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Before the Table: New Frontier Family Farm

Yesterday I spent about 10 minutes at the bottom of a pile of the cutest, fuzziest baby goats you’ve ever seen.  Goats on my lap, goats on my shoulders, goats on my head. Nibbling at my fingers and my clothes and vying for the next scratch on the head.

It took me a shockingly long period of time to convince myself that I didn’t need to buy my own baby goats, so that I could do this every day.



I was very happy to spend some time yesterday wandering around with my new friends (human and otherwise) at New Frontier Family Farm, a family-run farm about 10 miles from Claremont. We’ve been buying chickens from them for about 6 months now – incredibly delicious, humanely raised, locally grown and processed whole chickens – and I was excited to accept their invitation to come to the farm and see how they do things.



Dave and Heather Fikel and their two young sons have been farming at their property – an oasis tucked amongst the large-scale dairy farms and housing developments of Chino/Ontario – for about five months, inspired by their belief in sustainable, humane animal husbandry and in the benefits of a local food system. It was amazing to contrast their property with the large-scale dairy farms surrounding them on all sides. Theirs was lush and green, filled with songbirds, with plenty of room for the animals to roam, while the neighboring dairy farms swarmed with thousands of cattle, eating from food troughs and standing mainly on hard, parched ground or in puddles of mud and manure.




Dave and I talked extensively about the challenges facing such a small farm – like what words you’re allowed to use in describing how you raise, feed, and process your animals (e.g. permutations of “organic” are out unless you’re USDA certified), how much it costs to use water for irrigation (they’re hoping to switch to reclaimed water in the near future, which will greatly reduce costs), and how they had to install a costly water filtration system because the water sources in the area are so heavily polluted with nitrates from the dairy operations.  They’ve struggled to sell their meat at local stores because it (rightfully) costs so much more than conventional meat from large operations, and they’re still trying to find their base market of customers. Farming is incredibly hard work and it’s difficult for most small farmers in the US (and in the world) to stay afloat financially in the world of large industrial agriculture.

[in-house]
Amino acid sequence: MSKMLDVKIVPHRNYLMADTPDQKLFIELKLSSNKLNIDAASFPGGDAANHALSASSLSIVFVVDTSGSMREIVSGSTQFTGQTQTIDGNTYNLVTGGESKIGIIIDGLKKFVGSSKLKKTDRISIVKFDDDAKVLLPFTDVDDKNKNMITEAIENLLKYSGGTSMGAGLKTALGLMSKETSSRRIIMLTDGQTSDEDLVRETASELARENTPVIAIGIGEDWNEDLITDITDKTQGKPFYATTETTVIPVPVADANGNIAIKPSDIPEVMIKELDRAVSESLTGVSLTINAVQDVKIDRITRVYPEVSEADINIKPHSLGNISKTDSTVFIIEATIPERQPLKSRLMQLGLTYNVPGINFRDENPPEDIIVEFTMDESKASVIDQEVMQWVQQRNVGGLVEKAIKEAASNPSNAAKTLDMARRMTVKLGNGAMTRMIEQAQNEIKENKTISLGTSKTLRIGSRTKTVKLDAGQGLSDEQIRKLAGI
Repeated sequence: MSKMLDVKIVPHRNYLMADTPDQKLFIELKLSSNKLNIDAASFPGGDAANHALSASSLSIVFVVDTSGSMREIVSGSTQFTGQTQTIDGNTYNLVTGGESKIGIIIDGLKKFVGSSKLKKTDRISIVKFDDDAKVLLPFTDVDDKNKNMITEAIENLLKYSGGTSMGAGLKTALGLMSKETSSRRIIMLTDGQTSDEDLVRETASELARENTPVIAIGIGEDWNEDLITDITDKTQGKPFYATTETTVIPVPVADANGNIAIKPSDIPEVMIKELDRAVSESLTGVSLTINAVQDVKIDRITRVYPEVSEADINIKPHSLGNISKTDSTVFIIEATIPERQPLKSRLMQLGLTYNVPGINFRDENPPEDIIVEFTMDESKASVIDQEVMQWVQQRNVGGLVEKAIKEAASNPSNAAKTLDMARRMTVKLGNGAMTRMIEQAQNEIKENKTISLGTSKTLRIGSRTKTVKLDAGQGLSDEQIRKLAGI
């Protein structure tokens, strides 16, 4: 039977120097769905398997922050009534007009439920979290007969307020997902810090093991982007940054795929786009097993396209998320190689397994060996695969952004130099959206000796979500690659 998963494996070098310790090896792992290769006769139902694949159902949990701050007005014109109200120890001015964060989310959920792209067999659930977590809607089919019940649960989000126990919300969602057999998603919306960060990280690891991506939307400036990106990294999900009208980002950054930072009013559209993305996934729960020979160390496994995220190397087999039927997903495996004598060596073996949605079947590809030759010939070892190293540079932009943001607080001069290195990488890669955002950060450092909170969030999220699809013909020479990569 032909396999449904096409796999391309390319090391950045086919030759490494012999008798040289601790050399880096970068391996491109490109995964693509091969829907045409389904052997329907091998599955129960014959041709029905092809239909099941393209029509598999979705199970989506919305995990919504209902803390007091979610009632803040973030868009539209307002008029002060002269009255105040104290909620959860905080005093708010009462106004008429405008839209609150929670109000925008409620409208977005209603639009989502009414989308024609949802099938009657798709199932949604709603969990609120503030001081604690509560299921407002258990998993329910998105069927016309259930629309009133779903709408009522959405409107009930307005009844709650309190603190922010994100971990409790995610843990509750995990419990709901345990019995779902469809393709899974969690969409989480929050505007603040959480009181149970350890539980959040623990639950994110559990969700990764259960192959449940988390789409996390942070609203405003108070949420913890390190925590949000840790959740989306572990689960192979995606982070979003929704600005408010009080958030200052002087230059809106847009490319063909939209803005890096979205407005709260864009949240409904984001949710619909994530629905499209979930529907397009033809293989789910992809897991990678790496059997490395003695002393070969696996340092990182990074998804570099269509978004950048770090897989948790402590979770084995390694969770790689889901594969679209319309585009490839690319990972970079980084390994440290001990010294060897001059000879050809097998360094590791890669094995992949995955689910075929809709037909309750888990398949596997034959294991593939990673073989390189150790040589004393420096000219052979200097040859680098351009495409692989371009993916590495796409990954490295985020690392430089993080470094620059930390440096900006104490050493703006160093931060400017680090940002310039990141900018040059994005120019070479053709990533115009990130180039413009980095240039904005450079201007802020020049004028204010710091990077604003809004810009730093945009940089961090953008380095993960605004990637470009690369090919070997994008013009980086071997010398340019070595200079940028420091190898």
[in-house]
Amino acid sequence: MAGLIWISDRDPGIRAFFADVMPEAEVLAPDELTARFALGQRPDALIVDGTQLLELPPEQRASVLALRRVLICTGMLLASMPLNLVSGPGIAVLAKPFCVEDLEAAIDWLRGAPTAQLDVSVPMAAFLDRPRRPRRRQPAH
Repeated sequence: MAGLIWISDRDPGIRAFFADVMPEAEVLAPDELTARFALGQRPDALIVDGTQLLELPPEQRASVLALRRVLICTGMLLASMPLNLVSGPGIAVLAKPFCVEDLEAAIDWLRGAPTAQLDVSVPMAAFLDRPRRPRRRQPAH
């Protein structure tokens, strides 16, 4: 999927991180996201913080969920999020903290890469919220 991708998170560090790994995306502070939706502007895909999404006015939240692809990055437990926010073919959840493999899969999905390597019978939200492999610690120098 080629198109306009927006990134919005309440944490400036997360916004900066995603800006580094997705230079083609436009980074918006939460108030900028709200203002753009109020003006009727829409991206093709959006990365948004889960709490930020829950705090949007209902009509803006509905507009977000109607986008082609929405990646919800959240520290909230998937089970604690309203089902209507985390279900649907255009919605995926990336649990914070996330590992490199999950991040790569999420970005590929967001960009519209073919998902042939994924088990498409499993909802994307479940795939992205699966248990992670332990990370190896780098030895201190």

But Dave’s excitement and passion about what they’re doing was apparent – like how they know that rotating their animals through the fields not only gives the animals the various grasses and plants they like to eat, but also how the various types of manure make the soil (and the overall ecosystem) healthier. And how he talked me through the process they use for processing the chickens, emphasizing how they take care to make sure the animals are treated humanely. I happened to be at the farm on processing day, which meant I was able to see how the chickens I put on my table are taken from field to packaging. I’ve always told myself that if I eat meat I have to be okay with what it actually means for those animals, and it was important that I see this.

The more I can learn about where my food comes from, the better.



Dave and Heather make their products available in a wide range of areas across Southern California.  Check out their drop-off areas here, and fill out an order form hereif you’re interested in getting some of their delicious chicken! They’d also love to start selling at local farmers markets, and requests or mentions to farmers market administrators always help.  At this point New Frontier mainly sells chickens, but they’re planning to start offering other meats (including lamb, beef, and turkey) and raw milks (cow and goat) in the near future and are exploring CSA-type options with subscription boxes of various meat products.

p.s. I’m adding a new category of posts to the site – Before the Table – featuring my visits to local farms, producers, processors, and other business and organizations working hard to emphasize local food systems. Stay tuned for more!

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  1. Thanks so much for the great words in your blog. It was great to have you over and show you our farm, animals, and how we operate. You’re always welcome back with as many friends as you’d like. By the way, the goats would like to chew on your hair a little more!

    April 20, 2012

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